US and Japan agree trade deal but what are the terms?

US farmers and ranchers can sleep a little better tonight. The US-Japan Trade Agreement was signed on Wednesday (27 September) by US President Donald Trump and Japanese Prime Minister Shinzo Abe in New York.
calendar icon 27 September 2019
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Japan ag exports to the US

The United States will provide tariff elimination or reduction on 42 tariff lines for agricultural imports from Japan valued at $40 million in 2018. Products include:

  • certain perennial plants and cut flowers
  • persimmons
  • green tea
  • chewing gum
  • certain confectionery products
  • soy sauce

The United States has also agreed to modify its global World Trade Organization tariff-rate quota (TRQ) for imports of Japanese beef, enabling Japanese beef producers to compete for a larger share of the TRQ quantity.

The agreement

The US-Japan Trade Agreement will provide America’s farmers, ranchers and agribusiness enhanced market access in their third largest agricultural export market, including 127 million Japanese consumers.

In the US-Japan Trade Agreement, Japan has committed to provide substantial market access to American food and agricultural products by eliminating tariffs, enacting meaningful tariff reductions, or allowing a specific quantity of imports at a low duty (generally zero). Importantly, the tariff treatment for the products covered in this agreement will match the tariffs that Japan provides preferentially to countries in the CP-TPP agreement.

US ag exports to Japan

According to USDA, out of the $14.1 billion in US food and agricultural products imported by Japan in 2018, $5.2 billion were already duty free. Under this first-stage initial tariff agreement, Japan will eliminate or reduce tariffs on an additional $7.2 billion of US food and agricultural products.

Tariff Reduction: For products valued at $2.9 billion, Japan will reduce tariffs in stages. Among the products benefiting from this enhanced access will be:

  • fresh beef
  • frozen beef
  • fresh pork
  • frozen pork

Tariff Elimination: Tariffs will be eliminated immediately on over $1.3 billion of US farm products including, for example:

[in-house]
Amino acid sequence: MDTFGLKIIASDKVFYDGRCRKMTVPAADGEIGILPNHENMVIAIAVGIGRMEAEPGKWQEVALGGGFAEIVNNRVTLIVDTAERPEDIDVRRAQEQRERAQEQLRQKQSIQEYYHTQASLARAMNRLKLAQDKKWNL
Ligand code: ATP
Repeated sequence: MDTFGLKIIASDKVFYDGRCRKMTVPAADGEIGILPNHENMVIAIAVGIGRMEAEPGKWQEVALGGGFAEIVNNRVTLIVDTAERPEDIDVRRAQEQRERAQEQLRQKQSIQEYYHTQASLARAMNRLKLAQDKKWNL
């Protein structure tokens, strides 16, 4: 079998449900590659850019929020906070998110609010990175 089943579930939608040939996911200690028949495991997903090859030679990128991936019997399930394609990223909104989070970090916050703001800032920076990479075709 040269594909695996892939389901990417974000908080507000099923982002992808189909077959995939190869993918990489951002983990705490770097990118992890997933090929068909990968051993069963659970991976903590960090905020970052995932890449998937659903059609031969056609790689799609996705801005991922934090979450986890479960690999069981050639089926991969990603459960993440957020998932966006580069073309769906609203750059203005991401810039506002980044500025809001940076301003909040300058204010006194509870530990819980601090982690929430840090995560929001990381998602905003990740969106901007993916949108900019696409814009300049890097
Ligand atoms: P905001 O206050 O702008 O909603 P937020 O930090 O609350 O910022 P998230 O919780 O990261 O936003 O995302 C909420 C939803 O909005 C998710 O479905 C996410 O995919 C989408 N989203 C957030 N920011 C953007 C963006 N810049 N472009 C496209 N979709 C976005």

• almonds
  • blueberries
  • cranberries
  • walnuts
  • sweet corn
  • grain sorghum
  • food supplements
  • broccoli
  • prunes

Other products valued at $3.0 billion will benefit from staged tariff elimination. This group of products includes, for example:

  • wine
  • cheese and whey
  • ethanol
  • frozen poultry
  • processed pork
  • fresh cherries
  • beef offal
  • frozen potatoes
  • oranges
  • egg products
  • tomato paste

Country Specific Quotas (CSQs): For some products, preferential market access will be provided through the creation of CSQs, which provide access for a specified quantity of imports from the United States at a preferential tariff rate, generally zero. CSQ access will cover:

  • wheat
  • wheat products
  • malt
  • glucose
  • fructose
  • corn starch
  • potato starch
  • inulin

Mark up: exports to Japan of wheat and barley will benefit from a reduction to Japan’s “mark up” on those products. Japan’s imports of US wheat and barley were valued at more than $800 million in 2018.

Safeguards: this agreement provides for the limited use of safeguards by Japan for surges in imports of beef, pork, whey, oranges and race horses, which will be phased out over time.

Japan ag exports to the US

The United States will provide tariff elimination or reduction on 42 tariff lines for agricultural imports from Japan valued at $40 million in 2018. Products include:

  • certain perennial plants and cut flowers
  • persimmons
  • green tea
  • chewing gum
  • certain confectionery products
  • soy sauce

The United States has also agreed to modify its global World Trade Organization tariff-rate quota (TRQ) for imports of Japanese beef, enabling Japanese beef producers to compete for a larger share of the TRQ quantity.

Sarah Mikesell

Editor

Sarah Mikesell grew up on a five-generation family farming operation in Ohio, USA, where her family still farms. She feels extraordinarily lucky to get to do what she loves - write about livestock and crop agriculture. You can find her on Twitter or LinkedIn.

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